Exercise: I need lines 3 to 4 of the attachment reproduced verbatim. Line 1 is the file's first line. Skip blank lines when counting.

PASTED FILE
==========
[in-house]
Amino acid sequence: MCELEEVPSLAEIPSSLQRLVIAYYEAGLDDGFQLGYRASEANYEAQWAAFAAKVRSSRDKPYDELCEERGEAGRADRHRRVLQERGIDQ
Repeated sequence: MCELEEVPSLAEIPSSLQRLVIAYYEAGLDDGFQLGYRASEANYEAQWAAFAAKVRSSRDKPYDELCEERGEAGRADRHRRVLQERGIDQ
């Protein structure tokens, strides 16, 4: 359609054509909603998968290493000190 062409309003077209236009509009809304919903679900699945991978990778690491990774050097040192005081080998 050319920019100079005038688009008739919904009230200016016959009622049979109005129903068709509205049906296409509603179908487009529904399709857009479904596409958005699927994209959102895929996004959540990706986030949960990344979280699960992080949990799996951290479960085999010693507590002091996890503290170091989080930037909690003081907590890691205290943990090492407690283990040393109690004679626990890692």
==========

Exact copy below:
Repeated sequence: MCELEEVPSLAEIPSSLQRLVIAYYEAGLDDGFQLGYRASEANYEAQWAAFAAKVRSSRDKPYDELCEERGEAGRADRHRRVLQERGIDQ
């Protein structure tokens, strides 16, 4: 359609054509909603998968290493000190 062409309003077209236009509009809304919903679900699945991978990778690491990774050097040192005081080998 050319920019100079005038688009008739919904009230200016016959009622049979109005129903068709509205049906296409509603179908487009529904399709857009479904596409958005699927994209959102895929996004959540990706986030949960990344979280699960992080949990799996951290479960085999010693507590002091996890503290170091989080930037909690003081907590890691205290943990090492407690283990040393109690004679626990890692």